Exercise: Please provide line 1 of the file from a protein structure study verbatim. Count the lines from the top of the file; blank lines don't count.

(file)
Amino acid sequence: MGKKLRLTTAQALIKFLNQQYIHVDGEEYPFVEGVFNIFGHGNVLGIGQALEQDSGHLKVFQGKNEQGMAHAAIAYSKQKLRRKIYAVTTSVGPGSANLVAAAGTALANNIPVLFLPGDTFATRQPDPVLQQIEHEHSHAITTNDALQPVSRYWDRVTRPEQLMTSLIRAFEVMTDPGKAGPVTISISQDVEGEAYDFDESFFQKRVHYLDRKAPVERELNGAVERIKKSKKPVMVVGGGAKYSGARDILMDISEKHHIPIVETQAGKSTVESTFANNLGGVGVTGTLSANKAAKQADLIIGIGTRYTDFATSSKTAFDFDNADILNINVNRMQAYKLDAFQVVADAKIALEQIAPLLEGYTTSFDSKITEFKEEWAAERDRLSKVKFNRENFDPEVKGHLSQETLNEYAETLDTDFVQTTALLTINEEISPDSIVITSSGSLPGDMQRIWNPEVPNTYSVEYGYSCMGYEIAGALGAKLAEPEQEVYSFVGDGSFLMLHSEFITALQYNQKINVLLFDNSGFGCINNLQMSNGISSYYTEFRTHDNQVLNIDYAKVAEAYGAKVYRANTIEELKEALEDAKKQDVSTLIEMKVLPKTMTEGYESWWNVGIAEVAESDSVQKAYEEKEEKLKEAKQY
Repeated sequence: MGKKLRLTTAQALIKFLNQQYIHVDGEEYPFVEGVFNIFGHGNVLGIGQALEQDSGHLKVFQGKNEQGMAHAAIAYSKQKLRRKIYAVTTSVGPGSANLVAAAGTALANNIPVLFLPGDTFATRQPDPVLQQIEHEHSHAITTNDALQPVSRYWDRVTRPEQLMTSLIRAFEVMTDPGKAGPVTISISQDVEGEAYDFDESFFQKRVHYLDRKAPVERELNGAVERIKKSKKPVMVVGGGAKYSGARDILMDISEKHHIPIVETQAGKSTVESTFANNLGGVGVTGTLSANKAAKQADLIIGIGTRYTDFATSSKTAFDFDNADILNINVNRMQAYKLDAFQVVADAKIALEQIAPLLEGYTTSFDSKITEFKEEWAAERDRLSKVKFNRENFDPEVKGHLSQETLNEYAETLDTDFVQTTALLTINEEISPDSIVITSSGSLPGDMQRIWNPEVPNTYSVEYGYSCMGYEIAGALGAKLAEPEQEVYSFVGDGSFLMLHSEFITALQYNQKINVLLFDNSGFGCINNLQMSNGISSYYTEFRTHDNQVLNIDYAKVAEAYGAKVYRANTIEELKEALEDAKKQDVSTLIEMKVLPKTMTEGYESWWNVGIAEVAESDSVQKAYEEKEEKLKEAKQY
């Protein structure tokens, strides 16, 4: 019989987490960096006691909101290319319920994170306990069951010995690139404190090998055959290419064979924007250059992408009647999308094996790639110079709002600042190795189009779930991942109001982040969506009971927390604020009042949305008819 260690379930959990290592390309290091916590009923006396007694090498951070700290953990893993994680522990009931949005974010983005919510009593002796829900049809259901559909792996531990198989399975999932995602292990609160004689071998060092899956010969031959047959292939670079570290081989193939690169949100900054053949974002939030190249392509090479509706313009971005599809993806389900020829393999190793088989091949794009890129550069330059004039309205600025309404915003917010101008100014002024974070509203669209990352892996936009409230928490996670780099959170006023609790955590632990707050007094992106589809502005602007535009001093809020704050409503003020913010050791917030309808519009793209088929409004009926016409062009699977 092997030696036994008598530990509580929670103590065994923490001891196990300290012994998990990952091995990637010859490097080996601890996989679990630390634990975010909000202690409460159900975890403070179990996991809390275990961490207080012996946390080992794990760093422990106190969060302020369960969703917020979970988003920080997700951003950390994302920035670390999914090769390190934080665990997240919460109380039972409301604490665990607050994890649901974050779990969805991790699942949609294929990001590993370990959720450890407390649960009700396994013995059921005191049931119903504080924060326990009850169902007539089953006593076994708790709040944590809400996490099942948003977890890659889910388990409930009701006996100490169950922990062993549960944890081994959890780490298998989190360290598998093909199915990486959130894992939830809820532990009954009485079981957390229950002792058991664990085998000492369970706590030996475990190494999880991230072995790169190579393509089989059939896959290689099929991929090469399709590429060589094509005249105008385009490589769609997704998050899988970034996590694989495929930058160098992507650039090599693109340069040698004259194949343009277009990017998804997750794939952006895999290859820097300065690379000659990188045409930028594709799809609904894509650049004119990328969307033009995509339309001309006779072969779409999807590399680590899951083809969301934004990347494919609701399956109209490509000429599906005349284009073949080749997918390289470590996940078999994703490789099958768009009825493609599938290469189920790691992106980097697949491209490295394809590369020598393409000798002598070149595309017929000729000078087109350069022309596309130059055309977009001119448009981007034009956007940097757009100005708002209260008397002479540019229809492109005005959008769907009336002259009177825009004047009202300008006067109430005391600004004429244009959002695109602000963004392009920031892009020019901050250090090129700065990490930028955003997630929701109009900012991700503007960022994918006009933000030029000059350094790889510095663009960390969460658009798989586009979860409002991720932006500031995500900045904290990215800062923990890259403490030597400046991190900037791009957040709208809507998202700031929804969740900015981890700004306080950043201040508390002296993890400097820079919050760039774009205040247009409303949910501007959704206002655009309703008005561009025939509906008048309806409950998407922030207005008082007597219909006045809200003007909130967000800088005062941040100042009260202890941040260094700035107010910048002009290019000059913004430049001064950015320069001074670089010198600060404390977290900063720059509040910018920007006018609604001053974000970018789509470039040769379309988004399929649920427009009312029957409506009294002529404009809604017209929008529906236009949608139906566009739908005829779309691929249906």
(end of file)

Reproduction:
Amino acid sequence: MGKKLRLTTAQALIKFLNQQYIHVDGEEYPFVEGVFNIFGHGNVLGIGQALEQDSGHLKVFQGKNEQGMAHAAIAYSKQKLRRKIYAVTTSVGPGSANLVAAAGTALANNIPVLFLPGDTFATRQPDPVLQQIEHEHSHAITTNDALQPVSRYWDRVTRPEQLMTSLIRAFEVMTDPGKAGPVTISISQDVEGEAYDFDESFFQKRVHYLDRKAPVERELNGAVERIKKSKKPVMVVGGGAKYSGARDILMDISEKHHIPIVETQAGKSTVESTFANNLGGVGVTGTLSANKAAKQADLIIGIGTRYTDFATSSKTAFDFDNADILNINVNRMQAYKLDAFQVVADAKIALEQIAPLLEGYTTSFDSKITEFKEEWAAERDRLSKVKFNRENFDPEVKGHLSQETLNEYAETLDTDFVQTTALLTINEEISPDSIVITSSGSLPGDMQRIWNPEVPNTYSVEYGYSCMGYEIAGALGAKLAEPEQEVYSFVGDGSFLMLHSEFITALQYNQKINVLLFDNSGFGCINNLQMSNGISSYYTEFRTHDNQVLNIDYAKVAEAYGAKVYRANTIEELKEALEDAKKQDVSTLIEMKVLPKTMTEGYESWWNVGIAEVAESDSVQKAYEEKEEKLKEAKQY